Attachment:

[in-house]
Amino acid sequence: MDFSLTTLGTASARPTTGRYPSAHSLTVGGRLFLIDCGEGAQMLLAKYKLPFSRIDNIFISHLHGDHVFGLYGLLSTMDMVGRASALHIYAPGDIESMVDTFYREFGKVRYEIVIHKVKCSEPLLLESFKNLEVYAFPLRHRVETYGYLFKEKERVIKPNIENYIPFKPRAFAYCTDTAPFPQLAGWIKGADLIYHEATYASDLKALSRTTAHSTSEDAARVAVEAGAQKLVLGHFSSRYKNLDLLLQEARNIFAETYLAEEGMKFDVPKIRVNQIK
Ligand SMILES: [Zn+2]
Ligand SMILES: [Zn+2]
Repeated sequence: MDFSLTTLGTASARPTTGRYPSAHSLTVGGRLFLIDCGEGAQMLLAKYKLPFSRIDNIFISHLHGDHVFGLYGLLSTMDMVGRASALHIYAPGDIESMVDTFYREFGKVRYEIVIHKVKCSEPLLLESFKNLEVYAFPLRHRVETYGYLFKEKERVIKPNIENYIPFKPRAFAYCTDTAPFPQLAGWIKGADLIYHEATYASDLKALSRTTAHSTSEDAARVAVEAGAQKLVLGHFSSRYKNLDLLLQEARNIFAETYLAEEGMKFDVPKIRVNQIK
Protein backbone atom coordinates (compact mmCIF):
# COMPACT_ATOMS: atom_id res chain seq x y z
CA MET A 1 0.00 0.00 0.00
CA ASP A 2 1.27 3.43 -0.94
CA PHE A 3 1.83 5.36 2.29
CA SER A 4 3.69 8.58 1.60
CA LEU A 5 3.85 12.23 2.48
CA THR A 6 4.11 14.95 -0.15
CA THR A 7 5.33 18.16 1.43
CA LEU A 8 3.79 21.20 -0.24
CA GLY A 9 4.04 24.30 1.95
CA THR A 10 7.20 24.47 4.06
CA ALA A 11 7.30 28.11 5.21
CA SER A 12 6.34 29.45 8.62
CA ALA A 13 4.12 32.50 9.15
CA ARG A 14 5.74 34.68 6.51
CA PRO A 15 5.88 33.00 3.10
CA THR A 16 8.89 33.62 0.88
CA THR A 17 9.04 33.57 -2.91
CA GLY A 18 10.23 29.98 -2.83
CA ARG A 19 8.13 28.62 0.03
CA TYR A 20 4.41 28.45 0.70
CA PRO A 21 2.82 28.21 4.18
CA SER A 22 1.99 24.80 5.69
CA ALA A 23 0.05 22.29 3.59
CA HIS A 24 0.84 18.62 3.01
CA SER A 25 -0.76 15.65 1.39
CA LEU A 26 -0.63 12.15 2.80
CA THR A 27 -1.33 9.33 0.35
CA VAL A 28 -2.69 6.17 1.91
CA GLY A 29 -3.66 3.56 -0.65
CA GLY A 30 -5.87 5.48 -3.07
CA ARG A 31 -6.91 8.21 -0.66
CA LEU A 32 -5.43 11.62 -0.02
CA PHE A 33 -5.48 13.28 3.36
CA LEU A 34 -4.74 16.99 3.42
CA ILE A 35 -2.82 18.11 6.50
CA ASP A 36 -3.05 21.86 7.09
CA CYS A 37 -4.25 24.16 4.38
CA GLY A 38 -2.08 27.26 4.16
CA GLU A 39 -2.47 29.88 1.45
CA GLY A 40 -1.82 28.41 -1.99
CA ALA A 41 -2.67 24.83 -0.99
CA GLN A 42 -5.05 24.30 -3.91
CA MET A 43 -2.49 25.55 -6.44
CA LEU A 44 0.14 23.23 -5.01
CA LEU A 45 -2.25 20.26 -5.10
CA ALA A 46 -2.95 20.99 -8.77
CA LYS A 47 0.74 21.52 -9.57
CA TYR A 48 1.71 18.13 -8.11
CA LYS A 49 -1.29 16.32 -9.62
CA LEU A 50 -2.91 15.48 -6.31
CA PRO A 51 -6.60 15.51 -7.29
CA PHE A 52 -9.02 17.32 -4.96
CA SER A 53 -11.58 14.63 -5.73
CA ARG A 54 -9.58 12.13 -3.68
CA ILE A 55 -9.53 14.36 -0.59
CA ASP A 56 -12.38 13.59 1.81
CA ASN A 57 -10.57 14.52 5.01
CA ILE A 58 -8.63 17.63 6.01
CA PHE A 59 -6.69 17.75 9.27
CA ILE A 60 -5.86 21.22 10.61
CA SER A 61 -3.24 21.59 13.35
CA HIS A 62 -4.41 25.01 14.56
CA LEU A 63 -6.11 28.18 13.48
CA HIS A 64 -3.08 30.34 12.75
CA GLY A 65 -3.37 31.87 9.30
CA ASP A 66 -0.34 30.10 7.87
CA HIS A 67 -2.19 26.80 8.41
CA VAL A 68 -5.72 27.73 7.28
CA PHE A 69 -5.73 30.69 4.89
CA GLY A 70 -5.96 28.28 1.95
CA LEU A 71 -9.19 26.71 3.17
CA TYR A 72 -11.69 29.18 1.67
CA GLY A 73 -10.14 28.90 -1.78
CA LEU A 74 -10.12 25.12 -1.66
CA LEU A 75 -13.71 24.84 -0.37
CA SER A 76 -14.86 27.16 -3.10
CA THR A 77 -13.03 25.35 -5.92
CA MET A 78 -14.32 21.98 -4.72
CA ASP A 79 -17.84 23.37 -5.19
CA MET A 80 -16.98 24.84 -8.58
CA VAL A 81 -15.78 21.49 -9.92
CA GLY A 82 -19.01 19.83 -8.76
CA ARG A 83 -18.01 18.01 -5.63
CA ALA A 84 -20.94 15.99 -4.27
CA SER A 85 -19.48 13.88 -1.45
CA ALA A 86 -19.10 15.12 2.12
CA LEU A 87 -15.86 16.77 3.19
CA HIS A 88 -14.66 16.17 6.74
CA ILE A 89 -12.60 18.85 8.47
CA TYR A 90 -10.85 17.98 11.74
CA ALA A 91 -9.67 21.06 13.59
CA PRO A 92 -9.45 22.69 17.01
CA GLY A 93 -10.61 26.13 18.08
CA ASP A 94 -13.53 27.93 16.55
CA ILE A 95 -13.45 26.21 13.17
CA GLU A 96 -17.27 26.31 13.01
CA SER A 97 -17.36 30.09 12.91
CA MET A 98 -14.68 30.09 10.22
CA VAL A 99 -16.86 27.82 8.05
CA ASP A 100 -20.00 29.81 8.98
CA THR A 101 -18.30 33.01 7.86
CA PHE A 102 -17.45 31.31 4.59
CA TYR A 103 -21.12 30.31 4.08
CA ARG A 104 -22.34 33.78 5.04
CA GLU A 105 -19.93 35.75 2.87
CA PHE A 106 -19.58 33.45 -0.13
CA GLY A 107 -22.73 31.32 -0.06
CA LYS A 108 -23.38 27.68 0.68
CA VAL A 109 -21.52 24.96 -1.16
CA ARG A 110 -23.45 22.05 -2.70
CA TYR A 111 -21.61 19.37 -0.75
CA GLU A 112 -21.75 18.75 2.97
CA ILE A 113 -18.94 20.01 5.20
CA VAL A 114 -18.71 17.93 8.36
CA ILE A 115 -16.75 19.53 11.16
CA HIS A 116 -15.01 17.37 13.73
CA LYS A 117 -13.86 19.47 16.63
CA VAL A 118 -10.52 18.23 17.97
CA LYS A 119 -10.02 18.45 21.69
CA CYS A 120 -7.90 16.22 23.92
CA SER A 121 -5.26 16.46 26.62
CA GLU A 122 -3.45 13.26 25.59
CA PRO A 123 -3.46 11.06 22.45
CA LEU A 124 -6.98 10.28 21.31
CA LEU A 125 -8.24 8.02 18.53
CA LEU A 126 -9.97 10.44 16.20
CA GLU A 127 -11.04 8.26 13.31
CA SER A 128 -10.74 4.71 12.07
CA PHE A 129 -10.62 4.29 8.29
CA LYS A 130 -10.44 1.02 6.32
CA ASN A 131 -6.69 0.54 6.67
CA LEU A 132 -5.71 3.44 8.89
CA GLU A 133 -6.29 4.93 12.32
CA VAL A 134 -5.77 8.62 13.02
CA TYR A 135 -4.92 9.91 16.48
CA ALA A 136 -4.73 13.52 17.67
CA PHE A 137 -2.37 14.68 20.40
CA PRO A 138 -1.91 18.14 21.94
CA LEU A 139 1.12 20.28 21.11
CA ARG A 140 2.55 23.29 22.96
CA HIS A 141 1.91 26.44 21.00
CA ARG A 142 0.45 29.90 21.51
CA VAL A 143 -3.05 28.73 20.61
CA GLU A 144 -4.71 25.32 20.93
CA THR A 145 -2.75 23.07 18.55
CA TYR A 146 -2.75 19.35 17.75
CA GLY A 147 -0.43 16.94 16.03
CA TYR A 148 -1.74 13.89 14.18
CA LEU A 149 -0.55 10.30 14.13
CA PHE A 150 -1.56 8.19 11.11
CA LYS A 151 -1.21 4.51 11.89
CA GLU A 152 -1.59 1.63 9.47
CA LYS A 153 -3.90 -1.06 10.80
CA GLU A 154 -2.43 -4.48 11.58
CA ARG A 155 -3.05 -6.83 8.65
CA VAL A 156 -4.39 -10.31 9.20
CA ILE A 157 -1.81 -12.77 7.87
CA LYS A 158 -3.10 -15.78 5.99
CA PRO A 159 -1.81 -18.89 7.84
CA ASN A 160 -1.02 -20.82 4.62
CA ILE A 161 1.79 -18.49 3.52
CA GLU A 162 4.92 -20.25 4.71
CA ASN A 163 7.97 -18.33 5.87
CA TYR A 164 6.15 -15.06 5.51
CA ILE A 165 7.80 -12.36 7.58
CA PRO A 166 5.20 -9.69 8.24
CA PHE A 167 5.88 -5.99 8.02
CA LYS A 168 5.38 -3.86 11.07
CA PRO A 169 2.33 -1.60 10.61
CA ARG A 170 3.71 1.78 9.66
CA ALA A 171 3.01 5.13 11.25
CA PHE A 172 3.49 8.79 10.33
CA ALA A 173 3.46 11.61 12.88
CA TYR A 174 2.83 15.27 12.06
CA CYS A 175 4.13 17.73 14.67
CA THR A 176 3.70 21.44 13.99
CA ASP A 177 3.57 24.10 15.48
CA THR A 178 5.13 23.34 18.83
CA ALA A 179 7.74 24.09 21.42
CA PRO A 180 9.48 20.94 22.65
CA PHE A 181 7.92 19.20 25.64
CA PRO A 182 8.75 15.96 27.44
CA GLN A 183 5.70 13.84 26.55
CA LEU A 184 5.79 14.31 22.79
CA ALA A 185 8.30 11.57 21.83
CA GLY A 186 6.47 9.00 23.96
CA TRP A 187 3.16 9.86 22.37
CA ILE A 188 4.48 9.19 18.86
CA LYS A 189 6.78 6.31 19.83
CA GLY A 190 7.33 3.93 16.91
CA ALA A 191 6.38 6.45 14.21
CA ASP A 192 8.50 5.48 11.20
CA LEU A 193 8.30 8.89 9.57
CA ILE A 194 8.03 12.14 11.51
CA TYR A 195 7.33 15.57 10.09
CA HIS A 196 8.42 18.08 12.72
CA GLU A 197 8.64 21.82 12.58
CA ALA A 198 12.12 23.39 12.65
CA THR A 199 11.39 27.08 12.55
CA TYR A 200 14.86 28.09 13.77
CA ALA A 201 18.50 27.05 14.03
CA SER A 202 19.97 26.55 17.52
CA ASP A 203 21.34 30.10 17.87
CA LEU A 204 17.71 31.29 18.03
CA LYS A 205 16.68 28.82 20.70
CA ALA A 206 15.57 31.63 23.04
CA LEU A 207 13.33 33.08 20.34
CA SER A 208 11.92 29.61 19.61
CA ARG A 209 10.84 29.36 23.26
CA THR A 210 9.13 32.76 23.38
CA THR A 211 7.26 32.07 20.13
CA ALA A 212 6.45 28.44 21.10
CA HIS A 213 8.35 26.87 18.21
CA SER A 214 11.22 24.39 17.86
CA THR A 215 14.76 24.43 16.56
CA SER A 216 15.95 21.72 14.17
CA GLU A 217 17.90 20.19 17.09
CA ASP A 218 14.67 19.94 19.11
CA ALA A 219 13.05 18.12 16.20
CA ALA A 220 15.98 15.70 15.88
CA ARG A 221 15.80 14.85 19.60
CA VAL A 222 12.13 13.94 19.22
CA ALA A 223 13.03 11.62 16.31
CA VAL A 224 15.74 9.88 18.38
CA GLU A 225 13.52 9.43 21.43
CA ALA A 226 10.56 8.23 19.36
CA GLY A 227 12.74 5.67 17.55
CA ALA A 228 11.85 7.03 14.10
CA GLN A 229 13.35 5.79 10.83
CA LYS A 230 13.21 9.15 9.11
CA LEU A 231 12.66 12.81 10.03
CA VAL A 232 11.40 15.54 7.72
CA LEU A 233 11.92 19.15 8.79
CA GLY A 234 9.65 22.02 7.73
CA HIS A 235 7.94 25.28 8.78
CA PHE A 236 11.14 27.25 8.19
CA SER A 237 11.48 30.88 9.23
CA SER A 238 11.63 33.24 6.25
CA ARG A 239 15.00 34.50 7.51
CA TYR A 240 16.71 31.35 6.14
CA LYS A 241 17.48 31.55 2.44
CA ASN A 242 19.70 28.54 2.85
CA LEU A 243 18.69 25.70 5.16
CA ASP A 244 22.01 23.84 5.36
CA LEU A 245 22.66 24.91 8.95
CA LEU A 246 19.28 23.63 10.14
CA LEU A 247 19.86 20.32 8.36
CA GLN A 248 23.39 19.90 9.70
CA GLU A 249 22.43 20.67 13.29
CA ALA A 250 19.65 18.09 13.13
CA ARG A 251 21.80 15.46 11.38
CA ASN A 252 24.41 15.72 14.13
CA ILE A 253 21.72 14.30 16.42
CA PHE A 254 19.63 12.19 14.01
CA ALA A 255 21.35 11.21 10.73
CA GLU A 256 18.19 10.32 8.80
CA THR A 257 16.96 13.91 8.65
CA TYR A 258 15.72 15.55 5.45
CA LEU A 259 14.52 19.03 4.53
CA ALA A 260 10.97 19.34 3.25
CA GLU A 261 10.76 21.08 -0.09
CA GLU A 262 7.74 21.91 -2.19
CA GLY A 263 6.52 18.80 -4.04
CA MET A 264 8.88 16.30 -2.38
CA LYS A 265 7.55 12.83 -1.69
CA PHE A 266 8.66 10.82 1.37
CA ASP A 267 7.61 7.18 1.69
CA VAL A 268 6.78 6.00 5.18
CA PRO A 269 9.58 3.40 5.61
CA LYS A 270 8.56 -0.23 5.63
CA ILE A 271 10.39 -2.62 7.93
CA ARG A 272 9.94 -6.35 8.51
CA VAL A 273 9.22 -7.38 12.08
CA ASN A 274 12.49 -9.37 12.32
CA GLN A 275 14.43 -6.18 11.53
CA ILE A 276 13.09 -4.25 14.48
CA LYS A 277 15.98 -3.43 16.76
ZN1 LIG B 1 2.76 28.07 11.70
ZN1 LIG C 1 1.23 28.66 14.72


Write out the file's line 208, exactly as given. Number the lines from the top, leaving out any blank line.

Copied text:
CA ALA A 201 18.50 27.05 14.03